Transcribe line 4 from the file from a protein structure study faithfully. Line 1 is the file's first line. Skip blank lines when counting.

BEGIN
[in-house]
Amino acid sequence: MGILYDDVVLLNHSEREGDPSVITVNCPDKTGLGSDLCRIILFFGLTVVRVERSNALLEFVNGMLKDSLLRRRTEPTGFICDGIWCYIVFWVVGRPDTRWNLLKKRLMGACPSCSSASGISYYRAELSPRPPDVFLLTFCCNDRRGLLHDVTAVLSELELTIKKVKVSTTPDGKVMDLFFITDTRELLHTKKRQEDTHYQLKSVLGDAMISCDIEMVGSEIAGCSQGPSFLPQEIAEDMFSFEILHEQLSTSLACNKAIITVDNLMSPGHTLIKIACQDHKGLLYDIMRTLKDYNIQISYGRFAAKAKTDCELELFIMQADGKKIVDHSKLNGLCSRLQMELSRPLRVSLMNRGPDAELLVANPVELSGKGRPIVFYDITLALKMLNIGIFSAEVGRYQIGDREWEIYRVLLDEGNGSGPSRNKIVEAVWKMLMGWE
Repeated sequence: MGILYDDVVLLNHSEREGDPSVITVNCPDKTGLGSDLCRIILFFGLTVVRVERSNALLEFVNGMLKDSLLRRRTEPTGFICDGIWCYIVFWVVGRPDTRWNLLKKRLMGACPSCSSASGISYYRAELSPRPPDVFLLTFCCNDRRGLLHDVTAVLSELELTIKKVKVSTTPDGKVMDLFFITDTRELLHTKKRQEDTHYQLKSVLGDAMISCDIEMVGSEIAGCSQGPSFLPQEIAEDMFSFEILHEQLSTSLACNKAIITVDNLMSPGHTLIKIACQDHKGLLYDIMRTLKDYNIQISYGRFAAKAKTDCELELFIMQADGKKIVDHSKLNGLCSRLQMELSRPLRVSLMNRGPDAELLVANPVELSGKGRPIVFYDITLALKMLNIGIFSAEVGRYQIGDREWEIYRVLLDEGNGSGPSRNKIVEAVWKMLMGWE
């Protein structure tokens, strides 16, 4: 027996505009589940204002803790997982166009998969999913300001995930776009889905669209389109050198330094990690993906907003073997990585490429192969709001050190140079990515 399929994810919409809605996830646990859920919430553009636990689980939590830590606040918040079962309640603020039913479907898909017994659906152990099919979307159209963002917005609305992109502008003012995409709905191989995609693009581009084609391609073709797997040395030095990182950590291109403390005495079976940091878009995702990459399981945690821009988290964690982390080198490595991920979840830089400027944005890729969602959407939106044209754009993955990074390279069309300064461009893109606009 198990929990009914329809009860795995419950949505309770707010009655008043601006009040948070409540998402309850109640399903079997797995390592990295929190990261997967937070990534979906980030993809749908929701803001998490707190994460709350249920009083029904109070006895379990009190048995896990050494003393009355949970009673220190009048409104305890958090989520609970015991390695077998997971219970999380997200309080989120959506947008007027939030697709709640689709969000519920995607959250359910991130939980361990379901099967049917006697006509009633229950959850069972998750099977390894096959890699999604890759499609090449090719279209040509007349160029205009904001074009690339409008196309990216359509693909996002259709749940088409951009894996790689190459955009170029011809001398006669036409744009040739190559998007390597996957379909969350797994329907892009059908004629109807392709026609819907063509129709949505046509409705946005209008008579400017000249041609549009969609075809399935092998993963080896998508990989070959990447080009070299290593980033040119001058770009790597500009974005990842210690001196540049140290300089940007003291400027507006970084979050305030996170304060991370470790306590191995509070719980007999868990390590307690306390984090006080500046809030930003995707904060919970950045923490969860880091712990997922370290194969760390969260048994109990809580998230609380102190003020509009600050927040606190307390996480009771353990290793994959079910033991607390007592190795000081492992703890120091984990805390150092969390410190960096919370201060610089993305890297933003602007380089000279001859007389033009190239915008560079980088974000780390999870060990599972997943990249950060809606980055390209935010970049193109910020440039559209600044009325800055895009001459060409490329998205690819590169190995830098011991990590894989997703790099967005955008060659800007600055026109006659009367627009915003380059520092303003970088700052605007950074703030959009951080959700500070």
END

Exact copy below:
């Protein structure tokens, strides 16, 4: 027996505009589940204002803790997982166009998969999913300001995930776009889905669209389109050198330094990690993906907003073997990585490429192969709001050190140079990515 399929994810919409809605996830646990859920919430553009636990689980939590830590606040918040079962309640603020039913479907898909017994659906152990099919979307159209963002917005609305992109502008003012995409709905191989995609693009581009084609391609073709797997040395030095990182950590291109403390005495079976940091878009995702990459399981945690821009988290964690982390080198490595991920979840830089400027944005890729969602959407939106044209754009993955990074390279069309300064461009893109606009 198990929990009914329809009860795995419950949505309770707010009655008043601006009040948070409540998402309850109640399903079997797995390592990295929190990261997967937070990534979906980030993809749908929701803001998490707190994460709350249920009083029904109070006895379990009190048995896990050494003393009355949970009673220190009048409104305890958090989520609970015991390695077998997971219970999380997200309080989120959506947008007027939030697709709640689709969000519920995607959250359910991130939980361990379901099967049917006697006509009633229950959850069972998750099977390894096959890699999604890759499609090449090719279209040509007349160029205009904001074009690339409008196309990216359509693909996002259709749940088409951009894996790689190459955009170029011809001398006669036409744009040739190559998007390597996957379909969350797994329907892009059908004629109807392709026609819907063509129709949505046509409705946005209008008579400017000249041609549009969609075809399935092998993963080896998508990989070959990447080009070299290593980033040119001058770009790597500009974005990842210690001196540049140290300089940007003291400027507006970084979050305030996170304060991370470790306590191995509070719980007999868990390590307690306390984090006080500046809030930003995707904060919970950045923490969860880091712990997922370290194969760390969260048994109990809580998230609380102190003020509009600050927040606190307390996480009771353990290793994959079910033991607390007592190795000081492992703890120091984990805390150092969390410190960096919370201060610089993305890297933003602007380089000279001859007389033009190239915008560079980088974000780390999870060990599972997943990249950060809606980055390209935010970049193109910020440039559209600044009325800055895009001459060409490329998205690819590169190995830098011991990590894989997703790099967005955008060659800007600055026109006659009367627009915003380059520092303003970088700052605007950074703030959009951080959700500070």